Thursday, 25 March 2010 07:15 GMT
The European Commission president has called on eurozone countries to decide on help for the debt crisis in Greece. Jose Manuel Barroso said the response was a test of EU leaders’ commitment to financial stability as they start their two-day summit in Brussels. But Germany, the largest economy in the euro-zone, is blocking a last-minute meeting of eurozone leaders. It wants the International Monetary Fund to play a key role, and sanctions for countries that break budget rules. It is not formally on the summit agenda but Greece is on everybody’s mind. With German taxpayers fiercely opposed to bailing out the debt-ridden country, Chancellor Angela Merkel wants the IMF to take the lead in a joint package with the EU. It would be the first time a eurozone country is rescued from Washington and some fear that would further weaken the euro.
The president of the European Commission made an urgent appeal to EU leaders to create a safety net for Greece. Their response, he said, would be a test of their commitment to European and monetary union. Mr Barroso happens to be a former prime minister of Portugal, whose debt was downgraded on Wednesday, in a move that heightened fears that the Greek crisis is
BBC NEWS | 09:52 GMT | Wednesday, 24 February 2010
Hundreds of thousands of Greeks are on strike to protest at the imposition of austerity measures to save the economy. Greece’s airspace will be closed to all flights, trains and ferries will stand idle, and archaeological sites shut. It is the second general strike in two weeks and coincides with growing anger at the EU’s response to the crisis. The action is set to be the biggest since Greece’s socialist government introduced cuts to bring the country’s debt and deficit under control. Greece currently has a spiralling public deficit of 12.7%, more than four times higher than Eurozone rules allow. The government has pledged to cut this to 8.7% this year, and also reduce the 300bn-euro ($419bn; £259bn) national debt, by freezing public sector salaries, raising the average retirement age to 63 by 2015, and increasing taxes on petrol, alcohol and tobacco. It also wants to crack down on tax avoidance. Greece’s black economy is estimated at 30% of official gross domestic product.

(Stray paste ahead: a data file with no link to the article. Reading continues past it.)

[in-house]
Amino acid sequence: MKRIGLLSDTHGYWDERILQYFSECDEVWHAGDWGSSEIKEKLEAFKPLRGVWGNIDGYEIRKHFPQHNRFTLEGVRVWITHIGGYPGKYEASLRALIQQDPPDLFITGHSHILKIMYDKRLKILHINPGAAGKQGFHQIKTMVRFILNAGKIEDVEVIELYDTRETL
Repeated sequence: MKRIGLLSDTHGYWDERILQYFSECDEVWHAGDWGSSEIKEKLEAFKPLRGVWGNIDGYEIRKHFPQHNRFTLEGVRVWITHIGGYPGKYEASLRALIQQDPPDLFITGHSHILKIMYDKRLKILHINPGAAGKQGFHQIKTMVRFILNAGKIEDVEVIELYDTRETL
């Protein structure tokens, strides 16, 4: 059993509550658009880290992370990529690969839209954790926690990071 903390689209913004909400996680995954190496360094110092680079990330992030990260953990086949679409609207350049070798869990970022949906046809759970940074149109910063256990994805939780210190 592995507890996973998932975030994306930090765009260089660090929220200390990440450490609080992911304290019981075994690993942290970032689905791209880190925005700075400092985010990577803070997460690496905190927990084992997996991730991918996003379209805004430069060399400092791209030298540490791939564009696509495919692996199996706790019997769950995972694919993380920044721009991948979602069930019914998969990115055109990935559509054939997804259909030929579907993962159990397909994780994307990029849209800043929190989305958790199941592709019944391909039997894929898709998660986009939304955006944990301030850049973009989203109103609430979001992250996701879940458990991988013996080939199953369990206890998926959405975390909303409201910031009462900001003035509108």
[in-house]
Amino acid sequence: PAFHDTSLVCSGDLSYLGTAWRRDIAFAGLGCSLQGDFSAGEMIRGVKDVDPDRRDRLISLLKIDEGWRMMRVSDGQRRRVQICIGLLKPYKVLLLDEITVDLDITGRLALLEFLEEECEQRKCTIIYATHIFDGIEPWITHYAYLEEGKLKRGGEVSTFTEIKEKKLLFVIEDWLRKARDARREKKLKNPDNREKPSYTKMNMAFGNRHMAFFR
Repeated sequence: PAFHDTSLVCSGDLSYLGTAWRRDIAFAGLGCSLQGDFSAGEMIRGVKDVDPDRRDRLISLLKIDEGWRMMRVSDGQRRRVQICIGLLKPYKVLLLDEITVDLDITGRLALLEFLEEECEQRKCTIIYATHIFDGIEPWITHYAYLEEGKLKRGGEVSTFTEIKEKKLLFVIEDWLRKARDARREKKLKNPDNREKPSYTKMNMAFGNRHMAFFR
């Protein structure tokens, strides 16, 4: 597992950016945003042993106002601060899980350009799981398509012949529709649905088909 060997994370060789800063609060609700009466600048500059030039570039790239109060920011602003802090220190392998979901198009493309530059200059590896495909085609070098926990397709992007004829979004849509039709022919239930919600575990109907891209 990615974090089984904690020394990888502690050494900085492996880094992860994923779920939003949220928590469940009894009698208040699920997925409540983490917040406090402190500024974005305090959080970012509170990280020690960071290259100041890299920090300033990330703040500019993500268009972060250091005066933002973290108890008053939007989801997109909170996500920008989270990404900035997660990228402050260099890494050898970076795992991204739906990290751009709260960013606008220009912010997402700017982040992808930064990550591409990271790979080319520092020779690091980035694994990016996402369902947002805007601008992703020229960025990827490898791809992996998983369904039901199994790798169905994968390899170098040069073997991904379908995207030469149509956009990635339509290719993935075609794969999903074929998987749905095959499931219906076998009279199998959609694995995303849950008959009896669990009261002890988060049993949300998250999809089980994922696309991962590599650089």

The BBC’s Malcolm Brabant in Athens says that for the second time this month, Greece will be isolated from the rest of the world for 24 hours as all flights into and out of the country have been cancelled. Commuters will be left without most forms of public transport, while public schools, ministries, and municipal offices will be closed. Many hospitals will operate only with emergency staffing. Archaeological sites, including the Acropolis, will be closed to tourists, chipping away at the country’s international image, our correspondent says. Two separate Continue reading
BBC NEWS | 2010/01/29 | 11:25:43 GMT
EU Unemployment Rates
- Highest: Latvia – 22.8%, Spain – 19.5%, Estonia – 15.2%
- Lowest: Netherlands – 4.0%, Austria – 5.4%, Cyprus – 6.1%
- Source: Eurostat
Unemployment in the 16 countries that use the euro hit 10% in December for the first time since the single currency was introduced in 1999. It had been reported that the rate hit 10% in November, but this has subsequently been revised down to 9.9%. Some 15.8 million people are now out of work in the eurozone, according to Eurostat. Across all 27 countries that make up the EU, there are now 23 million people unemployed.
Latvia has the highest jobless rate in the EU at 22.8%. Spain continues to have the highest rate in the eurozone – rising to 19.5% in December, up from 19.4% in November. The Netherlands has the lowest jobless rate at 4%, followed by Austria at 5.4%. Some 21% of under-25s in the eurozone were unemployed in December 2009, with Spain suffering the highest rate of all, at 44.5%. According to Eurostat, a total of 87,000 jobs were lost across the eurozone during December. That was the lowest increase since May 2008.
Responding to the figures, Howard Archer from IHS Global Insight says eurozone unemployment will increase further in the coming year. “Although the rise in eurozone unemployment has slowed in recent months, it still seems poised to trend higher during much, if not all, of 2010,” he said. Separate figures released by the country’s National Statistics Institute show that in the final three months of 2009, 4.33 million people were unemployed in Spain.